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  • Writer's pictureInchmead

Business confidence reduces recession risk

More than half of medium sized businesses are confident about future growth and are performing well, defying inflationary pressures, reveals RSM Index

A quarterly survey of 411 senior executives at middle market companies jumped to 146.5 in the current quarter (Q3), its highest level since the survey began in 2021. However, growth continues to be muted and the impact of more than a year of interest rate hikes is taking time to feed through.

There was a big jump in the number of businesses increasing prices in Q3 to 55%, compared to 46% the Q2, led to a surge in the proportion of firms saying their turnover and profits rose, up to 53%.

But while supply chain pressures were only a concern for a third of respondents, the increase in the number of businesses increasing their prices suggests inflation may fall only slowly, found the latest RSM UK Middle Market Business Index.

On the recruitment side, over half of respondents were hiring more staff, while 55% said they were also hiking salaries.

Thomas Pugh, economist at RSM UK said: ‘Our latest quarterly index reveals that many middle market businesses are in good shape. Much of the increases we are seeing in our index stem from an improvement in the ability of firms to pass on price increases to their customers, which is driving a significant increase in expectations around revenue and profits.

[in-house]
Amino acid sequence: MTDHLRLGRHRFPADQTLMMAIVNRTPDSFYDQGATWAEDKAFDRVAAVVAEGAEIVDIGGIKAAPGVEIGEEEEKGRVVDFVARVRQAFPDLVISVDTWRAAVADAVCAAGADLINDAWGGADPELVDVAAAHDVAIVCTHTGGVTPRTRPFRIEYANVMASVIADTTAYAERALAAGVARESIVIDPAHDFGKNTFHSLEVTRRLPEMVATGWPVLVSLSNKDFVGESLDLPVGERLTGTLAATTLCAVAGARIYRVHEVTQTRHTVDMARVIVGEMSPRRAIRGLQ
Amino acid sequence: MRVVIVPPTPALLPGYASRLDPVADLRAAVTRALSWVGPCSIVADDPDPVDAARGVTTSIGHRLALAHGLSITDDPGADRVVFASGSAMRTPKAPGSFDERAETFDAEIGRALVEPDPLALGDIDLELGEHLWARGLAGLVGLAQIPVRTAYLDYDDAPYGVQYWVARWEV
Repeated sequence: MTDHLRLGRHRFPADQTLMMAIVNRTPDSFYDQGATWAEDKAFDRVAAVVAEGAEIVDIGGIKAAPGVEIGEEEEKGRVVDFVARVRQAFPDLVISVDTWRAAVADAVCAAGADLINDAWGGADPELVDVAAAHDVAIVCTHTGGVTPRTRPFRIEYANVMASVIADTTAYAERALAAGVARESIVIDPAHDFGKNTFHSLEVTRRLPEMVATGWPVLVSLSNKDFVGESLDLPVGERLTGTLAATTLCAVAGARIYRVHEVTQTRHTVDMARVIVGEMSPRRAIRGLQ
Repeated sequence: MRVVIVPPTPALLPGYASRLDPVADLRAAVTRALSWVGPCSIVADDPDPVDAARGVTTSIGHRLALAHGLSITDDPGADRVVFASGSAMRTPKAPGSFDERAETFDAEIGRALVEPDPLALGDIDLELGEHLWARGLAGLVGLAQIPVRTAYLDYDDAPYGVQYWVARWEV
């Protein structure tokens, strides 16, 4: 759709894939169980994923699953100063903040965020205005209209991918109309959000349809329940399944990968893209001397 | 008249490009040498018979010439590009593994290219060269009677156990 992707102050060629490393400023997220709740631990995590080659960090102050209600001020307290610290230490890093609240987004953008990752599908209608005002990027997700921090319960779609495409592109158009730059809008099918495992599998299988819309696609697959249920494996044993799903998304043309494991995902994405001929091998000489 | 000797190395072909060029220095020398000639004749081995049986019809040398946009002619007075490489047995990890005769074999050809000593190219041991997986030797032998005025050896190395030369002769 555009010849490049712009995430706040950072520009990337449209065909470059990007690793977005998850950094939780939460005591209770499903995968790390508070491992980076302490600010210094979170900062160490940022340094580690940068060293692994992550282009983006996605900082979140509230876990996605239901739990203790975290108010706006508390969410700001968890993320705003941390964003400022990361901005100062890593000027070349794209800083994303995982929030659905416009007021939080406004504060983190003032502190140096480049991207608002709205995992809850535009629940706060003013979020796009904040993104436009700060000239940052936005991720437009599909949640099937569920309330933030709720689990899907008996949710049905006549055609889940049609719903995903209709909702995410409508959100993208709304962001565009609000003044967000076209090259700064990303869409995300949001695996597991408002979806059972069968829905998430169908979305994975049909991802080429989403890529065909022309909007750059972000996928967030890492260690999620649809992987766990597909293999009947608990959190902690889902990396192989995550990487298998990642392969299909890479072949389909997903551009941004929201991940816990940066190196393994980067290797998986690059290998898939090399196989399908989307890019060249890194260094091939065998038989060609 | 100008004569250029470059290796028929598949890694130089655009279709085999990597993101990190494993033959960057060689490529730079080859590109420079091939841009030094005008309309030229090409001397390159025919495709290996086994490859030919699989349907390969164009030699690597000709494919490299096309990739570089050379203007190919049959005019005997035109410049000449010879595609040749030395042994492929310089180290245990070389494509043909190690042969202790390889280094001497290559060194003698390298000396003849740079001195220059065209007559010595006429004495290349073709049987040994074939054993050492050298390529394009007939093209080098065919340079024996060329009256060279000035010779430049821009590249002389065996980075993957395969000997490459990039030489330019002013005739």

‘While that doesn’t necessarily mean the underlying economy is booming as most economic data is adjusted for changes in prices, firms would be unable to raise prices unless underlying demand was strong. This suggests that the economy is likely to avoid falling into a recession, at least over the next six months.

‘But our latest data won’t be looked upon favourably by the Bank of England given the challenges they face. The monetary policy committee (MPC) has emphasised that the labour market will be key to its decision to increase interest rates again, so higher pay growth suggests more rate hikes are coming down the track as the MPC may have to do more to suck demand out of the economy.

‘Overall, we think the UK economy will resemble a seesaw over the next year. On one end will be the recovery in households’ real incomes, driven by falling inflation and a robust labour market. On the other side will be the impact of the huge surge in interest rates that have happened over the last year and a half on households and businesses.

‘Over the rest of this year, the positive side is likely to win out, meaning economic growth should improve in Q3 and Q4 after a moribund first half. But as we enter 2024 the negative impact of higher rates is likely to grow heavier. While we think the UK will avoid a recession, we’re expecting virtually no economic growth next year, meaning it wouldn’t take much to tip the balance in favour of a recession.’


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